Elected officials in Petersburg next month may hold a work session on spending the borough’s share of a nearly two trillion dollar federal economic stimulus bill.
Petersburg is expecting to receive a total of just $633,420 from this year’s American Rescue Plan Act. Congress passed the bill to lessen the impact of the COVID-19 pandemic on governments, businesses and individuals.
Assembly member Jeff Meucci called for a work session in January to have a discussion about how best to spend that money.
“I think before we get a flood of people asking for this ARPA funds, I think we need to , the assembly needs to sit down and chat about what the proper amount of this ARPA funding to spend within the community to certain things,” Meucci said.
The borough received letters seeking funding help from several preschool and day care programs in the community. Those programs say they lost thousands of dollars in revenue by closing their doors this fall during Petersburg’s largest outbreak of the pandemic.
The assembly can vote to spend the money based on somewhat loose guidelines for how it can be used. In October, it already approved using up to 20,000 dollars to finish up a covered deck at the borough’s assisted living and elderly housing facility.
Borough manager Steve Giesbrecht cautioned that the money would not go as far as CARES Act funding doled out earlier in the pandemic.
“So I think if the assembly wants to put a program together it’s going to have to be really targeted to one very specific probably group and you’ll use up the biggest part of that,” Giesbrecht said.
By the end of last year, the borough had spent its payment of nearly four million dollars from the CARES Act. This year’s stimulus bill is also expected to mean a total payment to the state of Alaska of more than a billion dollars. Giesbrecht said the borough has been waiting to see how the state would use that money to avoid duplicating any programs. There’s also education funding and money for tribes in the legislation.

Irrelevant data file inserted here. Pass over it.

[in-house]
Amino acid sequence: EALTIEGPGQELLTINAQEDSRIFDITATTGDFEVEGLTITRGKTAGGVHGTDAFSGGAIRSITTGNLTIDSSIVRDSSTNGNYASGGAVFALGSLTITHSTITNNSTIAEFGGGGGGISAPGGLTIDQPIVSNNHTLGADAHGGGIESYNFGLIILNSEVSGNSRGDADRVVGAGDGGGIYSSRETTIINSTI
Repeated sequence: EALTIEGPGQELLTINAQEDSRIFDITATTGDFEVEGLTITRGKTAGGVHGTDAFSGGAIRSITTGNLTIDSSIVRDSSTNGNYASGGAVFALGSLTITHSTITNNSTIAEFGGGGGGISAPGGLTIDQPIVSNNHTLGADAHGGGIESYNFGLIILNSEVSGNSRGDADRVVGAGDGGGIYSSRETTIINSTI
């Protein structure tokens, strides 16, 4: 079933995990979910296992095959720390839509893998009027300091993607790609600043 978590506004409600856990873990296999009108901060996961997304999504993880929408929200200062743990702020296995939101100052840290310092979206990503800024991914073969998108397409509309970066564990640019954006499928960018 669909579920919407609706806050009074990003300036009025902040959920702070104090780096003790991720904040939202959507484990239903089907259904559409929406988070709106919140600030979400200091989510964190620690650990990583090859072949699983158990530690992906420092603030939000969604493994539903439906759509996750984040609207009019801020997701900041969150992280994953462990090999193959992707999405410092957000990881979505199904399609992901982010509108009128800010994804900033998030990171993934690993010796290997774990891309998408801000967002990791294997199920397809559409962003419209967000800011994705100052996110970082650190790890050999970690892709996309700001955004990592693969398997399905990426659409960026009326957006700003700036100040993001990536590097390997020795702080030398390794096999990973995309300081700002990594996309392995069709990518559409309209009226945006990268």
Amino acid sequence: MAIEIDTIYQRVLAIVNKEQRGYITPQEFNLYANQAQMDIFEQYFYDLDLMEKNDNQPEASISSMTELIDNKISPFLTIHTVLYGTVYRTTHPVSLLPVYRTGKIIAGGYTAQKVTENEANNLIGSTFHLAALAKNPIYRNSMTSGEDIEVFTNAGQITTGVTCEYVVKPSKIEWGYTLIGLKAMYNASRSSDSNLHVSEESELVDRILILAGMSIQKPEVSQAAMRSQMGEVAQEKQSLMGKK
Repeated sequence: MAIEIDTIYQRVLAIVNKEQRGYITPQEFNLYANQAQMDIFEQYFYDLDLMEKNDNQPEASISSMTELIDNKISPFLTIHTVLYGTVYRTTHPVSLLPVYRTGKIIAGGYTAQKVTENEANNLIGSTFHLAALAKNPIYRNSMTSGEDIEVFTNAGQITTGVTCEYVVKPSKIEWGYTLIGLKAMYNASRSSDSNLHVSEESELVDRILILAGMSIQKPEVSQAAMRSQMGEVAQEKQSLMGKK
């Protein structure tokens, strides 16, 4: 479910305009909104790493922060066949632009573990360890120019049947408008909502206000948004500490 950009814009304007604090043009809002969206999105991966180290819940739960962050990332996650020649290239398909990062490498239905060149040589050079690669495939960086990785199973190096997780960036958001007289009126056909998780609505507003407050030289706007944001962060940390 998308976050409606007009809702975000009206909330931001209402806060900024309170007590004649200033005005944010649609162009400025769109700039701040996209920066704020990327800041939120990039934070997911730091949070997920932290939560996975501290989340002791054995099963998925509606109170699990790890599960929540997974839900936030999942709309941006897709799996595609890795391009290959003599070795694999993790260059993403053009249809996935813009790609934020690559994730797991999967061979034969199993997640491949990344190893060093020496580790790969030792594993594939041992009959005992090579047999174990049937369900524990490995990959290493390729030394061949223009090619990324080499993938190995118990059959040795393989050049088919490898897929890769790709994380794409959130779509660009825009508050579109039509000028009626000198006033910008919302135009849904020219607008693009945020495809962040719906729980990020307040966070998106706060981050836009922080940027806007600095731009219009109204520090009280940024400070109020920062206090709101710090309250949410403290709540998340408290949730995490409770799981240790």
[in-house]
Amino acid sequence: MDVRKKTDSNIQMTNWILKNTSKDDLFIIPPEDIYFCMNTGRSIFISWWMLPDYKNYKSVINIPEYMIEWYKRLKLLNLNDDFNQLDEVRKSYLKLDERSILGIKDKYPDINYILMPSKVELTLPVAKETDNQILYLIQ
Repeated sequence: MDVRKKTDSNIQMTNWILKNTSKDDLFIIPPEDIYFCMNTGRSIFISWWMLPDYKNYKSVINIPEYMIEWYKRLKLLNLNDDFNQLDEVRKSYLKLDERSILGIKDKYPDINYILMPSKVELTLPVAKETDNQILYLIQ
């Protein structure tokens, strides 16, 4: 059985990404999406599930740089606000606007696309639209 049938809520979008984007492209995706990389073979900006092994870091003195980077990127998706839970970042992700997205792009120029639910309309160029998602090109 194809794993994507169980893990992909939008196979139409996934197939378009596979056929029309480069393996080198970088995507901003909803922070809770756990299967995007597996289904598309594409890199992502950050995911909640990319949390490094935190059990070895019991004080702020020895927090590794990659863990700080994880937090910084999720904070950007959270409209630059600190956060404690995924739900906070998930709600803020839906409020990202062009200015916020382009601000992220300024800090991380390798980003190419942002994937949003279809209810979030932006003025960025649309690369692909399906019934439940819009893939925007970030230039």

Assembly member Chelsea Tremblay did not want the borough to wait too long to offer aid to people who’ve been forced to stay home from work.
“I personally am feeling a little more inclined towards more immediate community support that way that people who need to stay home for quarantine purposes in order to keep their work places and their outside surroundings safer that they’re not dealing with possible heat shut off or falling behind in rent,” Tremblay said.
The deadline to spend the money is the end of 2024. Meucci hopes to decide on a date for a January work session at the assembly’s next meeting December 20th.
The assembly Monday did approve capital project lists for funding requests to the state government. A short list of priority projects totals nearly $32.4 million and is listed in no particular order. It includes over $16 million for site preparation for a new hospital facility and another 100,000 dollars for site selection work on that project. Paving for local streets, roof replacement for some of the school buildings, a boat haul out and wash down facility at Scow Bay and improvements at Papke’s Landing are also on that shortlist. A longer list includes numerous other project priorities for the various borough departments.
In the interest of full disclosure, assembly member Chelsea Tremblay is a current volunteer and former intern at KFSK where this story was produced.